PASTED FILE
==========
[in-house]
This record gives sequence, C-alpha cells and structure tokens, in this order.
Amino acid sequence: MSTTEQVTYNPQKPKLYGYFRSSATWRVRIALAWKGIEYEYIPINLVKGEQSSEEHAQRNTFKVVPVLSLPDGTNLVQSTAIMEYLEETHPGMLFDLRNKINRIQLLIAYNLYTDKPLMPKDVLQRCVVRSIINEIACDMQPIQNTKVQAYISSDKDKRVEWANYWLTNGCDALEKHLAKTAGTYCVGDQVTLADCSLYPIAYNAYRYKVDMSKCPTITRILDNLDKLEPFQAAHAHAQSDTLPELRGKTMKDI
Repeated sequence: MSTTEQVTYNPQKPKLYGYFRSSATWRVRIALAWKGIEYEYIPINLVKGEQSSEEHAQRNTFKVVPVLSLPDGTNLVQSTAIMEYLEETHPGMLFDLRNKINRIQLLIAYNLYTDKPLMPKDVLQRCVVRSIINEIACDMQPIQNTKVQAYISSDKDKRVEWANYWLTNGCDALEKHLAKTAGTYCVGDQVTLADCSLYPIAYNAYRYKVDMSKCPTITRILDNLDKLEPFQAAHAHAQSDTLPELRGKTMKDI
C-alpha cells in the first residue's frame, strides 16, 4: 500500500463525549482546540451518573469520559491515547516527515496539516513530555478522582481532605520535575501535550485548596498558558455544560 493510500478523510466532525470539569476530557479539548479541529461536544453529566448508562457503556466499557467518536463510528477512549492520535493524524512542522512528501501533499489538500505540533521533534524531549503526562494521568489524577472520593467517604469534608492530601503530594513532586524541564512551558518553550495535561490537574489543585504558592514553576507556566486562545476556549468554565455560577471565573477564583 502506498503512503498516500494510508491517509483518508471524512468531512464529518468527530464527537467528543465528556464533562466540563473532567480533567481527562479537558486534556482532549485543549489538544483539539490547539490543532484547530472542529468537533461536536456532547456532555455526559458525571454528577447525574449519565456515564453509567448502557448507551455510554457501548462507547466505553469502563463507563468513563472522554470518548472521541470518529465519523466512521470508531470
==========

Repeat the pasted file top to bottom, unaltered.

[in-house]
This record gives sequence, C-alpha cells and structure tokens, in this order.
Amino acid sequence: MSTTEQVTYNPQKPKLYGYFRSSATWRVRIALAWKGIEYEYIPINLVKGEQSSEEHAQRNTFKVVPVLSLPDGTNLVQSTAIMEYLEETHPGMLFDLRNKINRIQLLIAYNLYTDKPLMPKDVLQRCVVRSIINEIACDMQPIQNTKVQAYISSDKDKRVEWANYWLTNGCDALEKHLAKTAGTYCVGDQVTLADCSLYPIAYNAYRYKVDMSKCPTITRILDNLDKLEPFQAAHAHAQSDTLPELRGKTMKDI
Repeated sequence: MSTTEQVTYNPQKPKLYGYFRSSATWRVRIALAWKGIEYEYIPINLVKGEQSSEEHAQRNTFKVVPVLSLPDGTNLVQSTAIMEYLEETHPGMLFDLRNKINRIQLLIAYNLYTDKPLMPKDVLQRCVVRSIINEIACDMQPIQNTKVQAYISSDKDKRVEWANYWLTNGCDALEKHLAKTAGTYCVGDQVTLADCSLYPIAYNAYRYKVDMSKCPTITRILDNLDKLEPFQAAHAHAQSDTLPELRGKTMKDI
C-alpha cells in the first residue's frame, strides 16, 4: 500500500463525549482546540451518573469520559491515547516527515496539516513530555478522582481532605520535575501535550485548596498558558455544560 493510500478523510466532525470539569476530557479539548479541529461536544453529566448508562457503556466499557467518536463510528477512549492520535493524524512542522512528501501533499489538500505540533521533534524531549503526562494521568489524577472520593467517604469534608492530601503530594513532586524541564512551558518553550495535561490537574489543585504558592514553576507556566486562545476556549468554565455560577471565573477564583 502506498503512503498516500494510508491517509483518508471524512468531512464529518468527530464527537467528543465528556464533562466540563473532567480533567481527562479537558486534556482532549485543549489538544483539539490547539490543532484547530472542529468537533461536536456532547456532555455526559458525571454528577447525574449519565456515564453509567448502557448507551455510554457501548462507547466505553469502563463507563468513563472522554470518548472521541470518529465519523466512521470508531470